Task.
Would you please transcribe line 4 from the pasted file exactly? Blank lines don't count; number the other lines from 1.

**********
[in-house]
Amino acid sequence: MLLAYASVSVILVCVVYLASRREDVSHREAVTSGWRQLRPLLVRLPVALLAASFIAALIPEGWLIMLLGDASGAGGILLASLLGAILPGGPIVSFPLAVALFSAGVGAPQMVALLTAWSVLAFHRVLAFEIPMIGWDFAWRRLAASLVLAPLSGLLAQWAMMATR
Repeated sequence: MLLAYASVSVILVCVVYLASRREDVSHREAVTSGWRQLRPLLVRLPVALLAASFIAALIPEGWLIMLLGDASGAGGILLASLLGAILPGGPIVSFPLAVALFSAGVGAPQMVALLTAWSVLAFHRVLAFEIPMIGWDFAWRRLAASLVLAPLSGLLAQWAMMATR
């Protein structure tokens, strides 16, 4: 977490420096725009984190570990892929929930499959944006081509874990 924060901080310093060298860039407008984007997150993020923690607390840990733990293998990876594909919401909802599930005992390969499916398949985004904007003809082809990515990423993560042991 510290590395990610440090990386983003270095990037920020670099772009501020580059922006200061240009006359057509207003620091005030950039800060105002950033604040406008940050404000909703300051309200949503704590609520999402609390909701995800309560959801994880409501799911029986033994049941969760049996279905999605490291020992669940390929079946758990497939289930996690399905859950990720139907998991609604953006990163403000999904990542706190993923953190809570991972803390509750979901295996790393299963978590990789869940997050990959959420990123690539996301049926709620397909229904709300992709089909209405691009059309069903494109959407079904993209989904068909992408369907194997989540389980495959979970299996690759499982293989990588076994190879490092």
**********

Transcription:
């Protein structure tokens, strides 16, 4: 977490420096725009984190570990892929929930499959944006081509874990 924060901080310093060298860039407008984007997150993020923690607390840990733990293998990876594909919401909802599930005992390969499916398949985004904007003809082809990515990423993560042991 510290590395990610440090990386983003270095990037920020670099772009501020580059922006200061240009006359057509207003620091005030950039800060105002950033604040406008940050404000909703300051309200949503704590609520999402609390909701995800309560959801994880409501799911029986033994049941969760049996279905999605490291020992669940390929079946758990497939289930996690399905859950990720139907998991609604953006990163403000999904990542706190993923953190809570991972803390509750979901295996790393299963978590990789869940997050990959959420990123690539996301049926709620397909229904709300992709089909209405691009059309069903494109959407079904993209989904068909992408369907194997989540389980495959979970299996690759499982293989990588076994190879490092």